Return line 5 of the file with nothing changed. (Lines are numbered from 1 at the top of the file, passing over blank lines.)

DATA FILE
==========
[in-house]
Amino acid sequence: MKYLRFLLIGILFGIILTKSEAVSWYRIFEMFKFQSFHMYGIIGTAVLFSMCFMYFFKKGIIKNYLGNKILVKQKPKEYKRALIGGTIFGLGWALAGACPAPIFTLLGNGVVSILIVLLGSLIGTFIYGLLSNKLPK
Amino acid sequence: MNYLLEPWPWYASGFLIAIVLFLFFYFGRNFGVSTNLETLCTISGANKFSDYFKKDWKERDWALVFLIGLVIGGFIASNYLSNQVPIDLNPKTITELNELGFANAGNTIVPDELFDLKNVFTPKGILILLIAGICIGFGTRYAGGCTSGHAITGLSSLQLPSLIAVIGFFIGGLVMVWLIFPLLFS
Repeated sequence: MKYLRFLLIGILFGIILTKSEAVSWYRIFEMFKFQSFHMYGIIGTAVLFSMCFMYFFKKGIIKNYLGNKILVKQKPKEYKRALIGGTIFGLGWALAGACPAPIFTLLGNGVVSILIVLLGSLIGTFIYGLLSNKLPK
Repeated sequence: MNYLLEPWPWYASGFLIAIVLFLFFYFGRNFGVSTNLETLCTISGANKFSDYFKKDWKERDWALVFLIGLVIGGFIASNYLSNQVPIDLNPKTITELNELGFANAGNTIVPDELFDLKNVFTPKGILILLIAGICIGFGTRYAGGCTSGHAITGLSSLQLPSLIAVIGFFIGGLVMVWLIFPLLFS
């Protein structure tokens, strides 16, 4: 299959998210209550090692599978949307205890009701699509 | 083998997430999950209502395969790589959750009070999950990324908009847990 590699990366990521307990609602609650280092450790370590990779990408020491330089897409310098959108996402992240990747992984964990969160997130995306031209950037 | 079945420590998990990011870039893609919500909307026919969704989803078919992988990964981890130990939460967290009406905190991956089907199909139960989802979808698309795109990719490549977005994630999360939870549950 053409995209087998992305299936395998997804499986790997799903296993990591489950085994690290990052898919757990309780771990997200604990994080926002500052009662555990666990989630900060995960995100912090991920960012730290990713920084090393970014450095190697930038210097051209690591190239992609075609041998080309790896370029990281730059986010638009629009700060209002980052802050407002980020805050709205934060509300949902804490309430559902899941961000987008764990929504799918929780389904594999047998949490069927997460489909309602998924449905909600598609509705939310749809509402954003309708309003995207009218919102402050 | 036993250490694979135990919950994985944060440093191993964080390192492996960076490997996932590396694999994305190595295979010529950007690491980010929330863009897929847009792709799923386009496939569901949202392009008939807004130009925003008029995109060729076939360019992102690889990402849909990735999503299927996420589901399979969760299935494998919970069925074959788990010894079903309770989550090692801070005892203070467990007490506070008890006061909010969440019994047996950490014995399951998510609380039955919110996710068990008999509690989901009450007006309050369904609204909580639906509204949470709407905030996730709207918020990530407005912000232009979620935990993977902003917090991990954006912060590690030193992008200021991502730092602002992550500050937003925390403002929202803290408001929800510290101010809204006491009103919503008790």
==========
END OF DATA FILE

Repeated sequence: MNYLLEPWPWYASGFLIAIVLFLFFYFGRNFGVSTNLETLCTISGANKFSDYFKKDWKERDWALVFLIGLVIGGFIASNYLSNQVPIDLNPKTITELNELGFANAGNTIVPDELFDLKNVFTPKGILILLIAGICIGFGTRYAGGCTSGHAITGLSSLQLPSLIAVIGFFIGGLVMVWLIFPLLFS